While humans are routinely bad about acting against climate change—and somewhat bad about controlling a worldwide pandemic outbreak—one CNN article notes an unintended benefit of all this: the virus has already had positive effects on the Earth and climate change.
In China, factories were shuttered and streets were cleared to stop the spread of the virus. People slowed down, stayed home, and most things came to a halt—and the skies cleared.
The average number of “good quality air days” increased 21.5 percent in February, compared to the same period last year, according to China’s Ministry of Ecology and Environment.
In fact, satellite images released by NASA and the European Space Agency show a dramatic reduction in nitrogen dioxide emissions—those released by vehicles, power plants and industrial facilities—in major Chinese cities between January and February. The cloud of toxic gas that was once very visible above industrial powerhouses had nearly disappeared.
“This is the first time I have seen such a dramatic drop-off over such a wide area for a specific event,” says Fei Liu, an air quality researcher at NASA's Goddard Space Flight Center. “I am not surprised because many cities nationwide have taken measures to minimize the spread of the virus.”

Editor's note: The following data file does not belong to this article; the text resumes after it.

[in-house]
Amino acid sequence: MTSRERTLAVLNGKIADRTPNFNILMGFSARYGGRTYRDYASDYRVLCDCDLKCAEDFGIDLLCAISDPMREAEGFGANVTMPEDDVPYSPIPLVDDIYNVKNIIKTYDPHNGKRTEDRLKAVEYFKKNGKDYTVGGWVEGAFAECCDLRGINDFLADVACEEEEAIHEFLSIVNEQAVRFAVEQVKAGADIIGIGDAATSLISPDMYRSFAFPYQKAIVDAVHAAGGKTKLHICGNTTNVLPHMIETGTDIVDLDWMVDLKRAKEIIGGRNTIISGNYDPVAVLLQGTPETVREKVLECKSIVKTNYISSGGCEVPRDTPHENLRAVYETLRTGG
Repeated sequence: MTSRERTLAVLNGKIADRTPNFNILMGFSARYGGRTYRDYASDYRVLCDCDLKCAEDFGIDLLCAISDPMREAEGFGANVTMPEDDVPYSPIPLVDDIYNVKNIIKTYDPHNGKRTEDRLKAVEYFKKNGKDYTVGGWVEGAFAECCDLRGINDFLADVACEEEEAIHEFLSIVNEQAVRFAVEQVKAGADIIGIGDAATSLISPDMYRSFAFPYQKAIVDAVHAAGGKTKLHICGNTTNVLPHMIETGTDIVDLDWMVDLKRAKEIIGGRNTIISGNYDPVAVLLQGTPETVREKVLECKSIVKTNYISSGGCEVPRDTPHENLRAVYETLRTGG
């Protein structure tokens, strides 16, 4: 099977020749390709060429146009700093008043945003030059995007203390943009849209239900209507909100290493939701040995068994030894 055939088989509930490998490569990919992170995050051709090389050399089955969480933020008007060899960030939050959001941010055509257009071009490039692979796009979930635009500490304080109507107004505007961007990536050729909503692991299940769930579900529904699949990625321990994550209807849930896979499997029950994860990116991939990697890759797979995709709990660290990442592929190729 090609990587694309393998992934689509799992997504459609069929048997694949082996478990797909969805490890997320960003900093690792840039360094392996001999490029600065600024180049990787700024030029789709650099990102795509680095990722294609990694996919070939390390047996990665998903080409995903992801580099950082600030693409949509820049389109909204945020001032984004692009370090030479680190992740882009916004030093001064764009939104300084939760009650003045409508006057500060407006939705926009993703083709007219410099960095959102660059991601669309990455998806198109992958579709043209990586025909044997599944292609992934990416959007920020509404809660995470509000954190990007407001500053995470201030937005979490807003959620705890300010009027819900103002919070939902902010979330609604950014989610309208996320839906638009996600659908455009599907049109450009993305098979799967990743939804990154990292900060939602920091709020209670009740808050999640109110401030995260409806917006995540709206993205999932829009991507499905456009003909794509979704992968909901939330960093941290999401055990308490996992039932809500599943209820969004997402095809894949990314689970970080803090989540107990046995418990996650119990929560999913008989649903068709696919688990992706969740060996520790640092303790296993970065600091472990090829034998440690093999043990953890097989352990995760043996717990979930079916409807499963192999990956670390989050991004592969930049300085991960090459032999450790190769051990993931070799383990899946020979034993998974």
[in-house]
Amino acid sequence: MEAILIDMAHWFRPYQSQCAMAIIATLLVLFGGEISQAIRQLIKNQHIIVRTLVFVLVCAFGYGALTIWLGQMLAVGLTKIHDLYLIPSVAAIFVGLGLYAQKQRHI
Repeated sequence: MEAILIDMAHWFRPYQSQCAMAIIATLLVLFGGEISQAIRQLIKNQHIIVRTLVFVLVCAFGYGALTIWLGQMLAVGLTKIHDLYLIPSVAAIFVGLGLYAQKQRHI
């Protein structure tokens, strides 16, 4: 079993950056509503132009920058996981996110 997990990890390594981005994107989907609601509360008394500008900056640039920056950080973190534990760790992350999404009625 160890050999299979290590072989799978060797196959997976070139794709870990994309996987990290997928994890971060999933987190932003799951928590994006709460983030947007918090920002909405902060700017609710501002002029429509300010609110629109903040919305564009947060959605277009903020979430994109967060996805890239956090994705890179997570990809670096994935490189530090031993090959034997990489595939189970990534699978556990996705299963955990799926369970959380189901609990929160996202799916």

Even between February 3 to March 1, carbon dioxide emissions were down at least 25 percent because of the measures to contain the virus, according to the Center for Research on Energy and Clean Air (CREA), an air pollution research organization.
When you consider China as the world’s biggest polluter, this data is quite notable. China contributes 30 percent of the world’s carbon dioxide emissions annually—so the “impact of this kind of drop is huge, even over a short period,” says the article. The CREA estimates this 30 percent is nearly 200 million tons of carbon dioxide—more than half the entire annual emissions output of the UK.
This kind of drop in emissions has not been isolated to just China, however. While Italy—like China—has an unfortunately high number of coronavirus cases, its output of greenhouse gases has notable dropped since the entire country has been essentially on lockdown.